Evidence-Based Standard of Care

I remember how I felt two hours after my daughter Penny was born, when I first found out that she had Down syndrome. I sifted through my brain for some scrap of information about this “thing” that had just happened to our family. All I could come up with was early death and mental . . . . Continue Reading »

Good Friday 2008

“Through Mary he received his humanity, and in receiving his humanity received humanity itself. Which is to say, through Mary he received us. In response to the angel’s strange announcement, Mary said yes. But only God knew that it would end up here at Golgotha, that it had to end up here. For . . . . Continue Reading »

Atheism and Atonement

In his delightful comic romp Slouching Towards Kalamazoo , novelist Peter de Vries describes an amusing debate on the existence of God between an atheist dentist and a Methodist minister. The minister had previously published a pious essay for the local secular paper¯an op-ed piece that was . . . . Continue Reading »

How Religion Became a Wedge Issue

People often say that religion has become more important in politics. In a way unimaginable in the 1950s, 1960s, and 1970s, these days politicians, pundits, and pollsters give explicit attention to religion. In his famous speech nearly fifty years ago, John F. Kennedy tried to reassure his . . . . Continue Reading »

Notes on the Management of Spoiled Identity

The understanding has sunk in slowly that the 1950s, far from being a bland decade of picket-fence complacence, were a time of intense social and artistic ferment: In literature alone, you have Invisible Man , Waiting for Godot , “A Good Man Is Hard to Find,” and Goodbye, Columbus . (You . . . . Continue Reading »

A Mother’s Work

Presumably, Neil Gilbert did not marry a lawyer and father four children to research his new book. If the 24-hour news cycle has taught us anything, it’s that one need not possess firsthand knowledge of a subject to orate upon it at great length. But any substantial commentary on . . . . Continue Reading »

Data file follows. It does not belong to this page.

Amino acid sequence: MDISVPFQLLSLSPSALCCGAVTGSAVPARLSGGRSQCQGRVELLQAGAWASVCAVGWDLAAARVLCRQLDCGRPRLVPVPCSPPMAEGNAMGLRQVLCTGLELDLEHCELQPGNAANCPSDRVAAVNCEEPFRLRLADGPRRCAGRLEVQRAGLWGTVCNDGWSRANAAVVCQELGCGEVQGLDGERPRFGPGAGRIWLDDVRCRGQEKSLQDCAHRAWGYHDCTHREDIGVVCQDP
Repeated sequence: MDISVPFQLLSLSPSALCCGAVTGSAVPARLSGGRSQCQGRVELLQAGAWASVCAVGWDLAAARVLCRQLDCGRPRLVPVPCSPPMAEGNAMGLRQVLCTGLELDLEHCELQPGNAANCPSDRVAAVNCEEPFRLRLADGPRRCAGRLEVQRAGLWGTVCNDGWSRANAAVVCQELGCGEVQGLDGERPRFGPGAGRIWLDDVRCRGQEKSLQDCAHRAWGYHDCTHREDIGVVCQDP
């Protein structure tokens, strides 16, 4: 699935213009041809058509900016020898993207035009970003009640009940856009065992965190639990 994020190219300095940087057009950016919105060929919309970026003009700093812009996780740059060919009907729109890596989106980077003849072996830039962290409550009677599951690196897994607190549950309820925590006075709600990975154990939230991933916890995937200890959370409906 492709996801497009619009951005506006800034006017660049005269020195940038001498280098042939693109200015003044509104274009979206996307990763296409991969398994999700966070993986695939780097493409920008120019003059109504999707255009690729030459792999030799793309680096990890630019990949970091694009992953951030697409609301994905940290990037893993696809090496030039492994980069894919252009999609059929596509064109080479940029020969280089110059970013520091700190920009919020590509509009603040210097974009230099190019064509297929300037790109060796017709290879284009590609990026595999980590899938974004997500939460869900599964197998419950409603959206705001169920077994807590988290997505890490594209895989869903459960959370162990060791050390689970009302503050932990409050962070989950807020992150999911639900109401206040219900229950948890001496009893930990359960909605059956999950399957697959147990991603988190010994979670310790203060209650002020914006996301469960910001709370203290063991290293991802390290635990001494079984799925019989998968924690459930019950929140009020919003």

The Strange Ways of Black Folk

“To understand all is to forgive all.” It’s a beguiling French adage, although of doubtful truth. Senator Barack Obama, we were told, has invited America to engage in a “national dialogue about race.” This morning’s paper describes the dialogue as “last . . . . Continue Reading »

The Pious Infidel

Though the most Deistic of the Founding Fathers, even Jefferson was not a full-fledged Deist if we accept that philosophy as having had two fundamental tenets: a rejection of biblical revelation and a conviction that God, having created the laws of the universe, had receded from day-to-day control . . . . Continue Reading »

Revisiting the February Issue

With the April issue of First Things about to appear on the newsstands, we have unlocked the February issue ¯making the text available online even to non-subscribers. Of course, the sheer existence of non-subscribers is something of a mystery, one of those things that make us scratch our heads . . . . Continue Reading »